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2014-15 Small Grants for Poverty Research Awarded

We are pleased to announce the winners for our 2014-2015 Small Grants for Poverty Research. All recipients will receive grants to support their research projects related to the core themes of the Center and will present as part of our seminar series. Congratulations!

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Habit Formation and the Persistent Impact of WIC
By David Frisvold, University of Iowa

Abstract:
In this project, we will examine the possibility that antipoverty programs that provide highly targeted vouchers for a sustained period could persistently influence behavior after the program ends through the formation of habits. We do this in the context of the Special Supplemental Nutrition Program for Women, Infants, and Children (WIC), a part of the non-traditional safety net, which provides recipients a set of vouchers for specific food items. Specifically, using detailed scanner data, we will estimate whether the changes in household purchasing patterns that occur during program participation persist after eligibility ends. We will estimate the differences in the purchases of WIC-eligible and WIC-ineligible products among income eligible and income-ineligible households in which the youngest child is age-eligible and age-ineligible. Further, we will examine the robustness of these results to multiple additional empirical strategies using the change in the WIC food packages implemented throughout 2009 and household income volatility over time. The relatively long period during which WIC provides vouchers and the large scale of implementation set this study apart in the literature on incentives and habit formation. Overall, this project represents the first investigation into the potential of public assistance programs to combat the effects of poverty by instilling positive habits in beneficiaries.

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The Timing of SNAP Benefit Receipt and Children’s Academic Achievement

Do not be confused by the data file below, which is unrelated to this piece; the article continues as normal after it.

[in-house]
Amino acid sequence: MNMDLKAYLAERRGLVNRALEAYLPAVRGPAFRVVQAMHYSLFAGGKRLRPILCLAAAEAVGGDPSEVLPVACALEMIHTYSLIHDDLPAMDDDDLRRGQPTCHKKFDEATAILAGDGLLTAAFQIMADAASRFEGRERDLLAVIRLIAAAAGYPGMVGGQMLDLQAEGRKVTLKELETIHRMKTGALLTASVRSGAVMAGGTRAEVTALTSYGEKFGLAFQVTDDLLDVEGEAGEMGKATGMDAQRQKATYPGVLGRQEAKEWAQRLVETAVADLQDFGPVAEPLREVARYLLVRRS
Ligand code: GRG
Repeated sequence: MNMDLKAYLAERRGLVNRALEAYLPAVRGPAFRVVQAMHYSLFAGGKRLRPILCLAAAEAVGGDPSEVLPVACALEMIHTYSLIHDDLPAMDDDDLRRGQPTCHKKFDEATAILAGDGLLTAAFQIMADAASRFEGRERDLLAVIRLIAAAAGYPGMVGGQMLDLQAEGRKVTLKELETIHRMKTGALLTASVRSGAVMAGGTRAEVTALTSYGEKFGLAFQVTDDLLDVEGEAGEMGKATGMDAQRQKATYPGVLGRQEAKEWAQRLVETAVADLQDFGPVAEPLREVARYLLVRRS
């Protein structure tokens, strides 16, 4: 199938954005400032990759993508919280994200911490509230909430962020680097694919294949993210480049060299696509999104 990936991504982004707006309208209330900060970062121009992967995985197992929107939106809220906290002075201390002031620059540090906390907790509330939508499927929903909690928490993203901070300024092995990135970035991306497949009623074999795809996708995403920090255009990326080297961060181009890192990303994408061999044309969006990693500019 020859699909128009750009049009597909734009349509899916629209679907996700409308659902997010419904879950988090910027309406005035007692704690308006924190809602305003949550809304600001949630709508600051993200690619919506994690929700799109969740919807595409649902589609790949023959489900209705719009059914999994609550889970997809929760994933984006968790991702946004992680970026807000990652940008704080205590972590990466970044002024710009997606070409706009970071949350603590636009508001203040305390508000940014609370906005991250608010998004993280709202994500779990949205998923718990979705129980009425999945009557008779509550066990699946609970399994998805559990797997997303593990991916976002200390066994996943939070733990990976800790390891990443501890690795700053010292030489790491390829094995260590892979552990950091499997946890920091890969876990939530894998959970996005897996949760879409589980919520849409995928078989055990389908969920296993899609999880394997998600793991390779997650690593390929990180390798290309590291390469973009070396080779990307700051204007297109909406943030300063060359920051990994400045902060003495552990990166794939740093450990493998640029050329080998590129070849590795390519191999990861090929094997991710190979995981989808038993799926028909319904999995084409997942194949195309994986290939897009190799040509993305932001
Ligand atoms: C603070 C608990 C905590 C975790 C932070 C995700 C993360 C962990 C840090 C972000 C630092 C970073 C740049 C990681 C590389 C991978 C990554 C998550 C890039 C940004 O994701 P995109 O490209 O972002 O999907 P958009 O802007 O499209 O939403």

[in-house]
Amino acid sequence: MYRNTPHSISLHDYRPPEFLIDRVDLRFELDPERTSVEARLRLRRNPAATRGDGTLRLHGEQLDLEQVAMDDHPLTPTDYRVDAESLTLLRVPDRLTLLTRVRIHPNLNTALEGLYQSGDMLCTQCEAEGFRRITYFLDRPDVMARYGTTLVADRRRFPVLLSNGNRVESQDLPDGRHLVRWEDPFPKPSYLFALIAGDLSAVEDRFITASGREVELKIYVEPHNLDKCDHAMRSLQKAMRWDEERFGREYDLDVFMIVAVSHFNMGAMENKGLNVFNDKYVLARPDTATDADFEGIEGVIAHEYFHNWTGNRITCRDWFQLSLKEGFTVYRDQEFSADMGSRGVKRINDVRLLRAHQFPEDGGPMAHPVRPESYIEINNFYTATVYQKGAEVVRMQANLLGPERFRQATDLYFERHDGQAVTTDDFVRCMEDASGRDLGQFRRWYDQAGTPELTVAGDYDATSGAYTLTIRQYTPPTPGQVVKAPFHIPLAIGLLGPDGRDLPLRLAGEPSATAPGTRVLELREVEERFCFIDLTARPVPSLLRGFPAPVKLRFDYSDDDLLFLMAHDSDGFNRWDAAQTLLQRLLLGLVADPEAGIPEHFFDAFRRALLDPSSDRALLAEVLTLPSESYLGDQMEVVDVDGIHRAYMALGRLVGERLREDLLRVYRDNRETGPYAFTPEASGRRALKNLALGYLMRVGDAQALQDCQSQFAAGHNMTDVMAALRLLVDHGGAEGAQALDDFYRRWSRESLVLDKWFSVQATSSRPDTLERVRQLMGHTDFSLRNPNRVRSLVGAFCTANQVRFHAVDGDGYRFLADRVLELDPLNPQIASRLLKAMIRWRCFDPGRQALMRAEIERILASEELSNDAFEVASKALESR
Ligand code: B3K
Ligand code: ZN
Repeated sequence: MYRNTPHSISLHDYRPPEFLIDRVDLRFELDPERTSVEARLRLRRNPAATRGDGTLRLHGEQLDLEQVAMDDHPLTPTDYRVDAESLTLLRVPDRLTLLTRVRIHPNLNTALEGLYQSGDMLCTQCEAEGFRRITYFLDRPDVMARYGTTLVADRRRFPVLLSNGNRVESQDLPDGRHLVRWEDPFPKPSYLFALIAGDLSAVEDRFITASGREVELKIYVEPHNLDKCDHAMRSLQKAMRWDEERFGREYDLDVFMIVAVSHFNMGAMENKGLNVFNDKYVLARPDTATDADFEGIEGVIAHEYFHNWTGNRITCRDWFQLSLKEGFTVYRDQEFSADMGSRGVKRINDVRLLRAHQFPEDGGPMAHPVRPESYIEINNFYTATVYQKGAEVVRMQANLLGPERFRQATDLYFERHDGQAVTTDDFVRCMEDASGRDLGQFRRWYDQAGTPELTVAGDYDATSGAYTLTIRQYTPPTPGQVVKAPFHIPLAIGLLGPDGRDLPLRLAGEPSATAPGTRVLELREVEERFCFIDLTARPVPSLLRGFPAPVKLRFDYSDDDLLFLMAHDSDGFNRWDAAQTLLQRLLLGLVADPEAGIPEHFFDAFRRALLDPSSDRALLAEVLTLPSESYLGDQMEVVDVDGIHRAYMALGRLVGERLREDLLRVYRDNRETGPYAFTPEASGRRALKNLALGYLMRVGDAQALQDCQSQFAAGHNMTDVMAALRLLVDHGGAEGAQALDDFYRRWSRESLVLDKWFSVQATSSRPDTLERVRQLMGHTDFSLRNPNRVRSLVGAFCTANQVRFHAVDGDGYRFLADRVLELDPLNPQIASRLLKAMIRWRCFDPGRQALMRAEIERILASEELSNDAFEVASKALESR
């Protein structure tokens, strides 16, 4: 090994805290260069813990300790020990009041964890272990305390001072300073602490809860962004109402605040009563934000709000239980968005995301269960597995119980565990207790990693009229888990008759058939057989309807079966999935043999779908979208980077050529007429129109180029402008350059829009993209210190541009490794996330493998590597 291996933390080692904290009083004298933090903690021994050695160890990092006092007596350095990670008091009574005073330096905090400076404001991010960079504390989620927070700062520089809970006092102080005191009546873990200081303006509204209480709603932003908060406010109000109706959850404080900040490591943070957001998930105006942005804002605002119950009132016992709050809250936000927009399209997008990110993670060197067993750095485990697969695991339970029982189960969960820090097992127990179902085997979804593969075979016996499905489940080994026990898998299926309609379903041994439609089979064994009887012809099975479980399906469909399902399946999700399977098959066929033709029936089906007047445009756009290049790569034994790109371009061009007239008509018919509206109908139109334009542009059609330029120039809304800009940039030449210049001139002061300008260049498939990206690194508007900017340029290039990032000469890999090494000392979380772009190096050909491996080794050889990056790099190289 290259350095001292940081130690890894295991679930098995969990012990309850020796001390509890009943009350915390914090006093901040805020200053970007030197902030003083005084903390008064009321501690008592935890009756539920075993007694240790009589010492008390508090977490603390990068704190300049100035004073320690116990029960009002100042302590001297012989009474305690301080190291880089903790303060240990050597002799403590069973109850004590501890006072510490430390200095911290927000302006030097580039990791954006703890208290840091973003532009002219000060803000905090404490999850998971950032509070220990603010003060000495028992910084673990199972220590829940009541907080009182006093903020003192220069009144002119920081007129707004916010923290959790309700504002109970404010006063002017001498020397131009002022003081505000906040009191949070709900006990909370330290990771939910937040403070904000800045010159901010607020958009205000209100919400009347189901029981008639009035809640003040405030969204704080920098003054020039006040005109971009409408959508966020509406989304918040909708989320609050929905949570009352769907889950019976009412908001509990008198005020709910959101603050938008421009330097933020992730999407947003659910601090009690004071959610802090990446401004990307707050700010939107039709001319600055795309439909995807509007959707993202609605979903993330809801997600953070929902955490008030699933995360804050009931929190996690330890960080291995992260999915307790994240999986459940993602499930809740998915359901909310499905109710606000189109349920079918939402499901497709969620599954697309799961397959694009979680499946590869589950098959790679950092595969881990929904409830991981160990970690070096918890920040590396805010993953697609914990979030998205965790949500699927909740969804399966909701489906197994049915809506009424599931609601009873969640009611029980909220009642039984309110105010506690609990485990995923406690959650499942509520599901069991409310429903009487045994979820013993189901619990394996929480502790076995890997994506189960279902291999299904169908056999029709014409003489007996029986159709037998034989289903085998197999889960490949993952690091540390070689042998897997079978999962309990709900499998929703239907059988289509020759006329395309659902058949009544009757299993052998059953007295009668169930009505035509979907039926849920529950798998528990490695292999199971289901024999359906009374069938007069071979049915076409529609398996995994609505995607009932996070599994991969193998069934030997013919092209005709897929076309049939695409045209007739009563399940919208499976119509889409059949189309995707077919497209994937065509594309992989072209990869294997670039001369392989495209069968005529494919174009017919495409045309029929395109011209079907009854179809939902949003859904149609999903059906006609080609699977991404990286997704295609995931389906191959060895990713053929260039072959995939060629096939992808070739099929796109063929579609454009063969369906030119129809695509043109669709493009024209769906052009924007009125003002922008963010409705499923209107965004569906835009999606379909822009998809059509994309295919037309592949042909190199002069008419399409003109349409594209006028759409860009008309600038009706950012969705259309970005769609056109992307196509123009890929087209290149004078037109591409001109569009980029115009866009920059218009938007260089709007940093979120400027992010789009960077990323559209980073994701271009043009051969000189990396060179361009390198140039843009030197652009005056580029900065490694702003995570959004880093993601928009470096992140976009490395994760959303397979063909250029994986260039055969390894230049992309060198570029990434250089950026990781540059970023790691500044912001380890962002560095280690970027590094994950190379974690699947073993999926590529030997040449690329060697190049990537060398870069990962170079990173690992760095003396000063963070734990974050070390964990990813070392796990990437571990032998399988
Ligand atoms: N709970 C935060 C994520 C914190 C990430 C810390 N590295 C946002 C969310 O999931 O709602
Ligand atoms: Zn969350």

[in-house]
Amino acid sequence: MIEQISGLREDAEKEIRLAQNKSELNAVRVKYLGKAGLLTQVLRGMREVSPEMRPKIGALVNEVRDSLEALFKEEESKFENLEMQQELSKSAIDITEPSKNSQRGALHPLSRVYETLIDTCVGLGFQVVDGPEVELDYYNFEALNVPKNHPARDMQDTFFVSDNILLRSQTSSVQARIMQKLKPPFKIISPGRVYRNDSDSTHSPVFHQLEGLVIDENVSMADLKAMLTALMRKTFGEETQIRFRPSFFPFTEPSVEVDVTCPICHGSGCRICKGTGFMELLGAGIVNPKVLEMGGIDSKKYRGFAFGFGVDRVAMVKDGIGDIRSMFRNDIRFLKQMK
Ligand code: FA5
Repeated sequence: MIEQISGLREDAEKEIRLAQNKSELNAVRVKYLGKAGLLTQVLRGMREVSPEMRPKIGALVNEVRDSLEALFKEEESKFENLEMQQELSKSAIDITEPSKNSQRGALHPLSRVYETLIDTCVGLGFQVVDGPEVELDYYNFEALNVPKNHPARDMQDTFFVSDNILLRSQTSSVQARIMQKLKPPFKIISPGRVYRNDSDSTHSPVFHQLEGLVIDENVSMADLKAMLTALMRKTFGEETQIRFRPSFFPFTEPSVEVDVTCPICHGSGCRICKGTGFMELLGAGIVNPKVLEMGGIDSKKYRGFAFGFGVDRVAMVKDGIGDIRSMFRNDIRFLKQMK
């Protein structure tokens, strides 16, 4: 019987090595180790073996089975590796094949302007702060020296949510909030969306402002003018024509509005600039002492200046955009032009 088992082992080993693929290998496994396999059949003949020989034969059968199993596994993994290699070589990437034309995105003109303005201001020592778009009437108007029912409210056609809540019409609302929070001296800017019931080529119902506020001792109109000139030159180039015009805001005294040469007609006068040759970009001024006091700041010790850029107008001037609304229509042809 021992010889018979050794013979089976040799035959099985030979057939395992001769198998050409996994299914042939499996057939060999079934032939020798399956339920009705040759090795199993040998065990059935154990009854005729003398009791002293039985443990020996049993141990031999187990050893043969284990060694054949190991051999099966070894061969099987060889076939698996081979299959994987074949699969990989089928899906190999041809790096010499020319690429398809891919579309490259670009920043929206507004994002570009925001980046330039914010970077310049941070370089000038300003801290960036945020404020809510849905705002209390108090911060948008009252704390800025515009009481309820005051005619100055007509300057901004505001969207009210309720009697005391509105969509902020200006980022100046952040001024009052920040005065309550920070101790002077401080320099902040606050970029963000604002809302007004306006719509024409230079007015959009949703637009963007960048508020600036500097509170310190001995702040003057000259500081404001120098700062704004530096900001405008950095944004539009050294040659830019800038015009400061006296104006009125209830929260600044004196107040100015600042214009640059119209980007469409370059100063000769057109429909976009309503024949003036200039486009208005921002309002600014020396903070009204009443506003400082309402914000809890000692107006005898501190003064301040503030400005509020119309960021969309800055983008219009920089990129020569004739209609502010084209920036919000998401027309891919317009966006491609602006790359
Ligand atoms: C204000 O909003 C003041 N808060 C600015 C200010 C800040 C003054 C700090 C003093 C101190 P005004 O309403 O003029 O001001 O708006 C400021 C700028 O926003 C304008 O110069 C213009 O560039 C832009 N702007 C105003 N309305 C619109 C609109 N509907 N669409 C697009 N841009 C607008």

Anna Gassman-Pines, Duke University

Abstract:
An important part of the U.S. safety net, the Supplemental Nutrition Assistance Program (SNAP) provides cash-like benefits to low-income people that can only be used to purchase food. My proposed project will investigate relationships between the timing of SNAP benefit receipt and children’s achievement test scores in North Carolina (NC), using a unique dataset I have created that links administrative data on student test scores from the NC Department of Public Instruction and data on SNAP receipt from the Department of Health and Human Services. Using this dataset, I will examine whether recency of SNAP benefit receipt affects children’s test scores, by comparing children who take tests at the beginning of their families’ monthly benefit cycle to children who take tests at the end of their families’ benefit cycle. Importantly, in NC, timing of benefit receipt within the month varies randomly by household based only on the last digit of the recipient’s social security number. My project relates strongly to the Center’s core research theme of “Children and the intergenerational transmission of poverty.” My unique contribution will be findings with implications for inequality between low-income and higher-income children. Standardized test scores provide information on children’s cognitive functioning. If children have poorer test performance at the end of families’ SNAP benefit months, this implies that for a portion of each month, children in SNAP-receiving families operate with reduced cognitive functioning. Even if, for example, cognition is only affected for three days per month, over the course of a school year, these experiences will accumulate as a 10% decline in the share of schooling for which SNAP-receiving children are fully attentive relative to their higher-income peers. This design will identify the extent to which such accumulation over the school year may account for the test score gap between low-income and higher-income children.